I have learned to watch for the " glassy eyed look " that my friends give me when i bore them with either a new Spanish word or an amusing , to me at least , anecdote from S D. But I have started carrying my favorite phrase book around with me and every chance i get I will sit and have a coffee and a little read. Although i do not think one can beat speaking in Spanish in order to get the feel of the words and overcome ones embarrasment, unfortunately I live in an area where Spanish speakers are as rare as Hens teeth , so I have to resort to the silly ploy of asking directions in Spanish from complete strangers , just so I can get the feel of the words on my tongue. I do get some funny responses though , some unrepeatable here .
If I am excited about something that I have learned and want to share it only to get a glassy-eyed look, I just very innocently refuse to speak English. The great thing is, since the person is not interested in Spanish, he or she has no idea if I am using correct grammar or not as opposed to my friends who do speak spanish.
My advice to people wanting to learn Spanish is that no matter who tells you that you shouldn't or can't do it, do it anyway, if truly want to learn. Don't let anybody take your joy of learning away!! It's for your edification and it's not for others to like or not like. If others want to join you or encourage you, great but if they are negative about learning then I would truly question them as friends or acquaintances. Remember SD is a great community to converse or throw ideas out there to learn!!
Don´t go into a Brit Bar and order your drink in Spanish. They will think you want to pay Spanish prices which are much cheaper than English prices. Also Brit Bars are full of people who don´t want to intergrate into the Spanish community so they probably would´nt understand you anyway!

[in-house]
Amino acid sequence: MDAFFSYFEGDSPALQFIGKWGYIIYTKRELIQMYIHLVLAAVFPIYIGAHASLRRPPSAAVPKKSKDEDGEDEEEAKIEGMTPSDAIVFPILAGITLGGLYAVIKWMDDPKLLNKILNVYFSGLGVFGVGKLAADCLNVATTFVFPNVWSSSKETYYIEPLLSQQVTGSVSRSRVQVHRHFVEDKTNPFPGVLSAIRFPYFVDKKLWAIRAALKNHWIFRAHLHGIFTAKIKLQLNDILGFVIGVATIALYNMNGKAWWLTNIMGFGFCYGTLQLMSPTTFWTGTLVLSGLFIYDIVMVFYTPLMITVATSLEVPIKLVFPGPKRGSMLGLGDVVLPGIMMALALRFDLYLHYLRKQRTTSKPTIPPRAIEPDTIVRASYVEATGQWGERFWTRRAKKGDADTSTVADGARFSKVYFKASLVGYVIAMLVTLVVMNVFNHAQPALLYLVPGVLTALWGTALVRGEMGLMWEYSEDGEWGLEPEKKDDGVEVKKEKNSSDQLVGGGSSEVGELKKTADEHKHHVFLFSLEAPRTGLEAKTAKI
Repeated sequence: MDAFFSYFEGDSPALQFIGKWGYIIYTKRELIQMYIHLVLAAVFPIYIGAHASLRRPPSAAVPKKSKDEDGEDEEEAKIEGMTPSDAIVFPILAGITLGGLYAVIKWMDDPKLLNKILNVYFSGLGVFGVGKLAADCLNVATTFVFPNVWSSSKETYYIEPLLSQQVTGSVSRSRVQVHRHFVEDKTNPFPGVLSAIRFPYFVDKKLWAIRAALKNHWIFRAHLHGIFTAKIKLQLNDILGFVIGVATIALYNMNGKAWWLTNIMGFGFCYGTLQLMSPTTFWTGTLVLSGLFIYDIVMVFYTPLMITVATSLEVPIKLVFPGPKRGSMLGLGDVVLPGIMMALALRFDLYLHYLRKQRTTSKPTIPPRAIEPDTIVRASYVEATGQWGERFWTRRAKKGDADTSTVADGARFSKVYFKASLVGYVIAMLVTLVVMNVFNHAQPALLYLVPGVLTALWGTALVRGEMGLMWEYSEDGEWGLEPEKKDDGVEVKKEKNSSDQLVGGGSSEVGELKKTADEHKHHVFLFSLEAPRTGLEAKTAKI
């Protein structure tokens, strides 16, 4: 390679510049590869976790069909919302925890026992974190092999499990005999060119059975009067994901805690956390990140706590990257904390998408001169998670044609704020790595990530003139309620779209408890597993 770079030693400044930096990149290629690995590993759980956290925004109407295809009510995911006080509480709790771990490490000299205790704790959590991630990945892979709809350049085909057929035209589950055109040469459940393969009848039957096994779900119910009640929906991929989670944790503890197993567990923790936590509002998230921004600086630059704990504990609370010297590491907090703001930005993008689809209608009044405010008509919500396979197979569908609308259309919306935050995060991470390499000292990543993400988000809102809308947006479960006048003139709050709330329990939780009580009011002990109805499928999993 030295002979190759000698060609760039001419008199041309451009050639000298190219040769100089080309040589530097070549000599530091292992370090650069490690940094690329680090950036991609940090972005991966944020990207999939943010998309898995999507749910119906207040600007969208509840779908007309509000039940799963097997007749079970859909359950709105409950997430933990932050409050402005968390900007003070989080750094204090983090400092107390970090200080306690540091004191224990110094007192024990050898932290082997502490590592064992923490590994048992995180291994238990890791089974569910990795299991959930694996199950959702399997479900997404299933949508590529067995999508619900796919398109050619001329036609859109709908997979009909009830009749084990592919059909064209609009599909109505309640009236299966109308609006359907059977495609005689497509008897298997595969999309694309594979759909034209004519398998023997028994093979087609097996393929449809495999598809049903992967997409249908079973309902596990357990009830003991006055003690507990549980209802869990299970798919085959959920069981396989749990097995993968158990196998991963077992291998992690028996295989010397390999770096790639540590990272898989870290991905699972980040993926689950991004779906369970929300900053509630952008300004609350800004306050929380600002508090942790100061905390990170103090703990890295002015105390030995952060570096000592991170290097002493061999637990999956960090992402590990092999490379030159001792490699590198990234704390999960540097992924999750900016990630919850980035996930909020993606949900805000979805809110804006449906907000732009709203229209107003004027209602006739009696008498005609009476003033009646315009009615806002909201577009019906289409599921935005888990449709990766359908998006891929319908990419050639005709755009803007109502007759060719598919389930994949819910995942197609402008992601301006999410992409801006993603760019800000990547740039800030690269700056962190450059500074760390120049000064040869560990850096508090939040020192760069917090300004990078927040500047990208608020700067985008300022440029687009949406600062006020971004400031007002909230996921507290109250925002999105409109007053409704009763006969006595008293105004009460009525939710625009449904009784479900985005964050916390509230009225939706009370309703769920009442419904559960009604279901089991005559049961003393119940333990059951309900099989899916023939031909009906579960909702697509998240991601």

I think this is all good advice. I sometimes think to myself "will I ever know this language" and here you get all the support and advice one could only dream for. One little thing I do is to put those "post it notes" everywhere with the object written on them. I have one on the fridge, lounge, toilet, taps in the bathrrom and kitchen, doors etc etc etc. This will embed it into your brain.
If you live in, or near, a Spanish-speaking neighbourhood, you have so many resources at your disposal. Even if you're just out for a walk, look at signs or anything else that you can see and the words will just seep into your mind. It also means that you have very easy access to Spanish-language media.
For those of us who are more challenged in terms of what's available locally, try and find an online version of a newspaper roughly equivalent to whichever one you would normally read in English. Try and find similar articles in each. If there's a big international story running, it will be covered in both. Likewise, even if you can't find a story in your English-language paper about the Spanish, Mexican etc economy, you will find reports about the economy in general. Much of this language (or often jargon) is very transportable and will allow you to understand much more if you do happen to hear some native speakers talking. Think about it. If we meet English speakers, a lot of the time we talk about the weather, friends and family, holiday / vacation plans, our favourite TV shows, sports or the big news stories. You will find almost all of this somewhere in a paper or magazine.
And the fantastic thing is that online it's almost all free and easily accessible. If you have a smartphone, you can read a Spanish paper when you're waiting for the bus, or in queue, just about anywhere that you have a few minutes to spare. Otherwise, you could always print off a few pages and take them with you in your bag.
In terms of Spanish papers (i.e. papers from Spain), my favourites are "El País" and "El Mundo" but I also read some of the local ones such as "La Voz de Galicia" from time to time.
If you would like to check out any of the Spanish papers, this website has them all listed by region ("El País" and "El Mundo" will be under "Madrid") with links to the online papers themselves:
Just work a bit every day, the more the better. The word of the day helps me learn and go over the lessons you already finished to review.